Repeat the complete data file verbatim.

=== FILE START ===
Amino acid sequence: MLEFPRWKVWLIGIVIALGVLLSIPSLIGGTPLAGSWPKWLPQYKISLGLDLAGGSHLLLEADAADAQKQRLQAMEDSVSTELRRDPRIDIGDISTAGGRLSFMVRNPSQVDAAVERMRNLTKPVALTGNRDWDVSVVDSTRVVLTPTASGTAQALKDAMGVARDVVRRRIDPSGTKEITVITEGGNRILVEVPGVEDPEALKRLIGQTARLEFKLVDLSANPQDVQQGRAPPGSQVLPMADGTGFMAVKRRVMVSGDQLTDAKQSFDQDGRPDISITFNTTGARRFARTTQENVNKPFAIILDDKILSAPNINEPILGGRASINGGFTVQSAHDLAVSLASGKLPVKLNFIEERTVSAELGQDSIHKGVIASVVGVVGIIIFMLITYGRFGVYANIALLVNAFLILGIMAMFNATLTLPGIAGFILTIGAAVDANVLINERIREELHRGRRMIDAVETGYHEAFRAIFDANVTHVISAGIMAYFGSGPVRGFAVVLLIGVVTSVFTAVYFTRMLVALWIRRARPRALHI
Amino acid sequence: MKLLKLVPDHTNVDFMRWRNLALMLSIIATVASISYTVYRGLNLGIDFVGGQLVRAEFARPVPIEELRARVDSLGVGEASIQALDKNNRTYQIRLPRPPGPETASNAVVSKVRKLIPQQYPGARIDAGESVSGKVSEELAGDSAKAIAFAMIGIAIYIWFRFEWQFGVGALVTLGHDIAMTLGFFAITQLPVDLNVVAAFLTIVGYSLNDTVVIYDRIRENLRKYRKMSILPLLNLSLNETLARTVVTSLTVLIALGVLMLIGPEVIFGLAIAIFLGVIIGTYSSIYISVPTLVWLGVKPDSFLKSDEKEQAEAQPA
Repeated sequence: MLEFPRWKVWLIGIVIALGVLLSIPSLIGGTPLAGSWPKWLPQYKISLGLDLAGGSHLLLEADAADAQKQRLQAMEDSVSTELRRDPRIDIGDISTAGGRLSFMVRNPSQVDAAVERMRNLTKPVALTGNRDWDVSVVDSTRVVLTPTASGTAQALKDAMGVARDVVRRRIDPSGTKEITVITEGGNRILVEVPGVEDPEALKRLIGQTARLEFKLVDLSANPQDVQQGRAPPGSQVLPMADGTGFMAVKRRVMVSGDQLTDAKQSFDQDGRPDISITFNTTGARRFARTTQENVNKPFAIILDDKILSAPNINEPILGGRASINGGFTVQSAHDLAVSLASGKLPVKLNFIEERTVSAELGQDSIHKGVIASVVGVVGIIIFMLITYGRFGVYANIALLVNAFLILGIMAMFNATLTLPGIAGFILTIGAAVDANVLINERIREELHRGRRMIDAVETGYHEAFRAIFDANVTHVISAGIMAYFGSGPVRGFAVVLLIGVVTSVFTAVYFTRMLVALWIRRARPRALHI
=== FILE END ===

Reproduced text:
Amino acid sequence: MLEFPRWKVWLIGIVIALGVLLSIPSLIGGTPLAGSWPKWLPQYKISLGLDLAGGSHLLLEADAADAQKQRLQAMEDSVSTELRRDPRIDIGDISTAGGRLSFMVRNPSQVDAAVERMRNLTKPVALTGNRDWDVSVVDSTRVVLTPTASGTAQALKDAMGVARDVVRRRIDPSGTKEITVITEGGNRILVEVPGVEDPEALKRLIGQTARLEFKLVDLSANPQDVQQGRAPPGSQVLPMADGTGFMAVKRRVMVSGDQLTDAKQSFDQDGRPDISITFNTTGARRFARTTQENVNKPFAIILDDKILSAPNINEPILGGRASINGGFTVQSAHDLAVSLASGKLPVKLNFIEERTVSAELGQDSIHKGVIASVVGVVGIIIFMLITYGRFGVYANIALLVNAFLILGIMAMFNATLTLPGIAGFILTIGAAVDANVLINERIREELHRGRRMIDAVETGYHEAFRAIFDANVTHVISAGIMAYFGSGPVRGFAVVLLIGVVTSVFTAVYFTRMLVALWIRRARPRALHI
Amino acid sequence: MKLLKLVPDHTNVDFMRWRNLALMLSIIATVASISYTVYRGLNLGIDFVGGQLVRAEFARPVPIEELRARVDSLGVGEASIQALDKNNRTYQIRLPRPPGPETASNAVVSKVRKLIPQQYPGARIDAGESVSGKVSEELAGDSAKAIAFAMIGIAIYIWFRFEWQFGVGALVTLGHDIAMTLGFFAITQLPVDLNVVAAFLTIVGYSLNDTVVIYDRIRENLRKYRKMSILPLLNLSLNETLARTVVTSLTVLIALGVLMLIGPEVIFGLAIAIFLGVIIGTYSSIYISVPTLVWLGVKPDSFLKSDEKEQAEAQPA
Repeated sequence: MLEFPRWKVWLIGIVIALGVLLSIPSLIGGTPLAGSWPKWLPQYKISLGLDLAGGSHLLLEADAADAQKQRLQAMEDSVSTELRRDPRIDIGDISTAGGRLSFMVRNPSQVDAAVERMRNLTKPVALTGNRDWDVSVVDSTRVVLTPTASGTAQALKDAMGVARDVVRRRIDPSGTKEITVITEGGNRILVEVPGVEDPEALKRLIGQTARLEFKLVDLSANPQDVQQGRAPPGSQVLPMADGTGFMAVKRRVMVSGDQLTDAKQSFDQDGRPDISITFNTTGARRFARTTQENVNKPFAIILDDKILSAPNINEPILGGRASINGGFTVQSAHDLAVSLASGKLPVKLNFIEERTVSAELGQDSIHKGVIASVVGVVGIIIFMLITYGRFGVYANIALLVNAFLILGIMAMFNATLTLPGIAGFILTIGAAVDANVLINERIREELHRGRRMIDAVETGYHEAFRAIFDANVTHVISAGIMAYFGSGPVRGFAVVLLIGVVTSVFTAVYFTRMLVALWIRRARPRALHI